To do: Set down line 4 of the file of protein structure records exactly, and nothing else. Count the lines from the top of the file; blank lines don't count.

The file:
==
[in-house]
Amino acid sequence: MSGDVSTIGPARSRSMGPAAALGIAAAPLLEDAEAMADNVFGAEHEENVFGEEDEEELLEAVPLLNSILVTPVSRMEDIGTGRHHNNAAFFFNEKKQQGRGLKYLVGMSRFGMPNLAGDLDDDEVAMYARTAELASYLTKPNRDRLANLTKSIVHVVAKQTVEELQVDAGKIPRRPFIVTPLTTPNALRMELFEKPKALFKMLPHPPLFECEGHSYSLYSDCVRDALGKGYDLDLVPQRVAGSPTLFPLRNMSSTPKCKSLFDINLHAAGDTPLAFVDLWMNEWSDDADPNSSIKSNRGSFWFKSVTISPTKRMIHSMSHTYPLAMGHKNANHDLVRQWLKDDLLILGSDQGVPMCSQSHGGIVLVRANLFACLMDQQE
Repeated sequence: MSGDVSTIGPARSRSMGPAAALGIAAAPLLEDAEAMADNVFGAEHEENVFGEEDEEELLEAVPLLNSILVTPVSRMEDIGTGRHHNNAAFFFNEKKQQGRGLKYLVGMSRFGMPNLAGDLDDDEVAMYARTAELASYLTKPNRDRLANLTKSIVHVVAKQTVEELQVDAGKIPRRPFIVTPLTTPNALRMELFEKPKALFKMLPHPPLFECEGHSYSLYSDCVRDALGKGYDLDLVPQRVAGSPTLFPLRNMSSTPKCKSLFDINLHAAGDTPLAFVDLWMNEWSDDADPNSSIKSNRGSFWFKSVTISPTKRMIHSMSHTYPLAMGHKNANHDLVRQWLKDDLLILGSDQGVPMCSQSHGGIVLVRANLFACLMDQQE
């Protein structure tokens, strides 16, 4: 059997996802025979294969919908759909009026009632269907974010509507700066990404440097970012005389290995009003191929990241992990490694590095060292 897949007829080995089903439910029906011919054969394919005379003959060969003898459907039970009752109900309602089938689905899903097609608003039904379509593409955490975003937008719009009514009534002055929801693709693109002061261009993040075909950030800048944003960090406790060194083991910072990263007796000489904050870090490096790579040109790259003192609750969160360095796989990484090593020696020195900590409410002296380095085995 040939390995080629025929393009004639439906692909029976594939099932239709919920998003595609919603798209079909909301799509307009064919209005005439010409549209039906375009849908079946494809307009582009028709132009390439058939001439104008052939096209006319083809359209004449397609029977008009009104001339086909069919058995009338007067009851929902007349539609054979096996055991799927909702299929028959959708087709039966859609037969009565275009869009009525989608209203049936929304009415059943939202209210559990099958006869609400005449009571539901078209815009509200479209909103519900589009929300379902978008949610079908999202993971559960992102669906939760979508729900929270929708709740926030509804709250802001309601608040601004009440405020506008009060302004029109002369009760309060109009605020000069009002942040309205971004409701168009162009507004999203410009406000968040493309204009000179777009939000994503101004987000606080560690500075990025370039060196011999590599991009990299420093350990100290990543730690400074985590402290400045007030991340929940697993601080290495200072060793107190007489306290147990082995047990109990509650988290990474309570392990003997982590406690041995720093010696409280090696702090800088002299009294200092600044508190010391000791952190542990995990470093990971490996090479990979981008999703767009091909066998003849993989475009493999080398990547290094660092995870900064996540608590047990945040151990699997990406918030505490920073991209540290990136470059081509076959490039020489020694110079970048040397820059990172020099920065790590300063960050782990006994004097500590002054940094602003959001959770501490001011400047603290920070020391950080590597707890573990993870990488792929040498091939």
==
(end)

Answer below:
């Protein structure tokens, strides 16, 4: 059997996802025979294969919908759909009026009632269907974010509507700066990404440097970012005389290995009003191929990241992990490694590095060292 897949007829080995089903439910029906011919054969394919005379003959060969003898459907039970009752109900309602089938689905899903097609608003039904379509593409955490975003937008719009009514009534002055929801693709693109002061261009993040075909950030800048944003960090406790060194083991910072990263007796000489904050870090490096790579040109790259003192609750969160360095796989990484090593020696020195900590409410002296380095085995 040939390995080629025929393009004639439906692909029976594939099932239709919920998003595609919603798209079909909301799509307009064919209005005439010409549209039906375009849908079946494809307009582009028709132009390439058939001439104008052939096209006319083809359209004449397609029977008009009104001339086909069919058995009338007067009851929902007349539609054979096996055991799927909702299929028959959708087709039966859609037969009565275009869009009525989608209203049936929304009415059943939202209210559990099958006869609400005449009571539901078209815009509200479209909103519900589009929300379902978008949610079908999202993971559960992102669906939760979508729900929270929708709740926030509804709250802001309601608040601004009440405020506008009060302004029109002369009760309060109009605020000069009002942040309205971004409701168009162009507004999203410009406000968040493309204009000179777009939000994503101004987000606080560690500075990025370039060196011999590599991009990299420093350990100290990543730690400074985590402290400045007030991340929940697993601080290495200072060793107190007489306290147990082995047990109990509650988290990474309570392990003997982590406690041995720093010696409280090696702090800088002299009294200092600044508190010391000791952190542990995990470093990971490996090479990979981008999703767009091909066998003849993989475009493999080398990547290094660092995870900064996540608590047990945040151990699997990406918030505490920073991209540290990136470059081509076959490039020489020694110079970048040397820059990172020099920065790590300063960050782990006994004097500590002054940094602003959001959770501490001011400047603290920070020391950080590597707890573990993870990488792929040498091939």